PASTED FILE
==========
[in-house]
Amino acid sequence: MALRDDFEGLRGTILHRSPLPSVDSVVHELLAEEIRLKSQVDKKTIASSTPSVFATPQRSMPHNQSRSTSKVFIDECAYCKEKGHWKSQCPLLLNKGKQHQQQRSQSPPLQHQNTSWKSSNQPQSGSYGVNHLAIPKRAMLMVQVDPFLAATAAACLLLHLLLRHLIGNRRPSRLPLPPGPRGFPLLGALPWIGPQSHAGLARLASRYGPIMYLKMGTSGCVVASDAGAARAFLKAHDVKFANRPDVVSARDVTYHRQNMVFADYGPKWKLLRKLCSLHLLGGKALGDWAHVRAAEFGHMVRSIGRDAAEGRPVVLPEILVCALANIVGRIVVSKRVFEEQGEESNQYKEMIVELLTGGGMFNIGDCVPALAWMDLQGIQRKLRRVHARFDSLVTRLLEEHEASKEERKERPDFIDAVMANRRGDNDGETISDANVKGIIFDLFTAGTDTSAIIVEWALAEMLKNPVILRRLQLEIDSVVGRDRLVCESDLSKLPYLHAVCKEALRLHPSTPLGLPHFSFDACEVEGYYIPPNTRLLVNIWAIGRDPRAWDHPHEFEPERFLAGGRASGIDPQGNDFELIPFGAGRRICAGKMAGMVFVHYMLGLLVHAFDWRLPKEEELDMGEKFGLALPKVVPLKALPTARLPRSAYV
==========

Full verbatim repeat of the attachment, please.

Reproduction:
[in-house]
Amino acid sequence: MALRDDFEGLRGTILHRSPLPSVDSVVHELLAEEIRLKSQVDKKTIASSTPSVFATPQRSMPHNQSRSTSKVFIDECAYCKEKGHWKSQCPLLLNKGKQHQQQRSQSPPLQHQNTSWKSSNQPQSGSYGVNHLAIPKRAMLMVQVDPFLAATAAACLLLHLLLRHLIGNRRPSRLPLPPGPRGFPLLGALPWIGPQSHAGLARLASRYGPIMYLKMGTSGCVVASDAGAARAFLKAHDVKFANRPDVVSARDVTYHRQNMVFADYGPKWKLLRKLCSLHLLGGKALGDWAHVRAAEFGHMVRSIGRDAAEGRPVVLPEILVCALANIVGRIVVSKRVFEEQGEESNQYKEMIVELLTGGGMFNIGDCVPALAWMDLQGIQRKLRRVHARFDSLVTRLLEEHEASKEERKERPDFIDAVMANRRGDNDGETISDANVKGIIFDLFTAGTDTSAIIVEWALAEMLKNPVILRRLQLEIDSVVGRDRLVCESDLSKLPYLHAVCKEALRLHPSTPLGLPHFSFDACEVEGYYIPPNTRLLVNIWAIGRDPRAWDHPHEFEPERFLAGGRASGIDPQGNDFELIPFGAGRRICAGKMAGMVFVHYMLGLLVHAFDWRLPKEEELDMGEKFGLALPKVVPLKALPTARLPRSAYV